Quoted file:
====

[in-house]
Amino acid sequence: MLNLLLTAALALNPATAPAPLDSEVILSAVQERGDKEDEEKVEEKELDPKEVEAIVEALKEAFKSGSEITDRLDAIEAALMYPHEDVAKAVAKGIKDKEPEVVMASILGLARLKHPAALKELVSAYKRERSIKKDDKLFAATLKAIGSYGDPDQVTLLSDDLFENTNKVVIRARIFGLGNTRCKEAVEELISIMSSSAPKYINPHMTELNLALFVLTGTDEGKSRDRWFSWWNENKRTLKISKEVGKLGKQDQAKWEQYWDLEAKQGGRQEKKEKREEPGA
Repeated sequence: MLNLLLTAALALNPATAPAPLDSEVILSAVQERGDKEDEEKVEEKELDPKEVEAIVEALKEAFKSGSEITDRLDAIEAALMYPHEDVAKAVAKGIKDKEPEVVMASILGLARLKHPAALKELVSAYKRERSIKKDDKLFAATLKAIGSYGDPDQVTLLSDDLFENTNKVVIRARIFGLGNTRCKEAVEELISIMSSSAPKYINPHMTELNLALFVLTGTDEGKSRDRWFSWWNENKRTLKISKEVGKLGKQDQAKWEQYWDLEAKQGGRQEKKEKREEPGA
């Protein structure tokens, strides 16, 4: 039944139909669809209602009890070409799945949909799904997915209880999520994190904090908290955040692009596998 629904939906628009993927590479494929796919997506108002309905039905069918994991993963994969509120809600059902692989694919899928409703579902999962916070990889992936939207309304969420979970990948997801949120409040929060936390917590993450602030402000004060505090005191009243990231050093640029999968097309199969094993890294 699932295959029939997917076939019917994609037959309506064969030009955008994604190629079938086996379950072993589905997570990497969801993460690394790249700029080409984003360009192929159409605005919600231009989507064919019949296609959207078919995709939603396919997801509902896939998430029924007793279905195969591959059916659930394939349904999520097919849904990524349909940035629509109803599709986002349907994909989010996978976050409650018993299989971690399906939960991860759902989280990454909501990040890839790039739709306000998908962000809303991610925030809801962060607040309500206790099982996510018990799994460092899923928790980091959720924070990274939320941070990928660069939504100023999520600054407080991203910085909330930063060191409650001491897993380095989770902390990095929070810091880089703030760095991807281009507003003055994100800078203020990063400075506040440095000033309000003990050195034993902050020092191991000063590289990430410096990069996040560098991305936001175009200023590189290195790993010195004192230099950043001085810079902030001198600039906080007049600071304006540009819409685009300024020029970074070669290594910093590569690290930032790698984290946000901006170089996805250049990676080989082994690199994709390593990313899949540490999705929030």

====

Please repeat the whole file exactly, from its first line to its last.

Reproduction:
[in-house]
Amino acid sequence: MLNLLLTAALALNPATAPAPLDSEVILSAVQERGDKEDEEKVEEKELDPKEVEAIVEALKEAFKSGSEITDRLDAIEAALMYPHEDVAKAVAKGIKDKEPEVVMASILGLARLKHPAALKELVSAYKRERSIKKDDKLFAATLKAIGSYGDPDQVTLLSDDLFENTNKVVIRARIFGLGNTRCKEAVEELISIMSSSAPKYINPHMTELNLALFVLTGTDEGKSRDRWFSWWNENKRTLKISKEVGKLGKQDQAKWEQYWDLEAKQGGRQEKKEKREEPGA
Repeated sequence: MLNLLLTAALALNPATAPAPLDSEVILSAVQERGDKEDEEKVEEKELDPKEVEAIVEALKEAFKSGSEITDRLDAIEAALMYPHEDVAKAVAKGIKDKEPEVVMASILGLARLKHPAALKELVSAYKRERSIKKDDKLFAATLKAIGSYGDPDQVTLLSDDLFENTNKVVIRARIFGLGNTRCKEAVEELISIMSSSAPKYINPHMTELNLALFVLTGTDEGKSRDRWFSWWNENKRTLKISKEVGKLGKQDQAKWEQYWDLEAKQGGRQEKKEKREEPGA
């Protein structure tokens, strides 16, 4: 039944139909669809209602009890070409799945949909799904997915209880999520994190904090908290955040692009596998 629904939906628009993927590479494929796919997506108002309905039905069918994991993963994969509120809600059902692989694919899928409703579902999962916070990889992936939207309304969420979970990948997801949120409040929060936390917590993450602030402000004060505090005191009243990231050093640029999968097309199969094993890294 699932295959029939997917076939019917994609037959309506064969030009955008994604190629079938086996379950072993589905997570990497969801993460690394790249700029080409984003360009192929159409605005919600231009989507064919019949296609959207078919995709939603396919997801509902896939998430029924007793279905195969591959059916659930394939349904999520097919849904990524349909940035629509109803599709986002349907994909989010996978976050409650018993299989971690399906939960991860759902989280990454909501990040890839790039739709306000998908962000809303991610925030809801962060607040309500206790099982996510018990799994460092899923928790980091959720924070990274939320941070990928660069939504100023999520600054407080991203910085909330930063060191409650001491897993380095989770902390990095929070810091880089703030760095991807281009507003003055994100800078203020990063400075506040440095000033309000003990050195034993902050020092191991000063590289990430410096990069996040560098991305936001175009200023590189290195790993010195004192230099950043001085810079902030001198600039906080007049600071304006540009819409685009300024020029970074070669290594910093590569690290930032790698984290946000901006170089996805250049990676080989082994690199994709390593990313899949540490999705929030």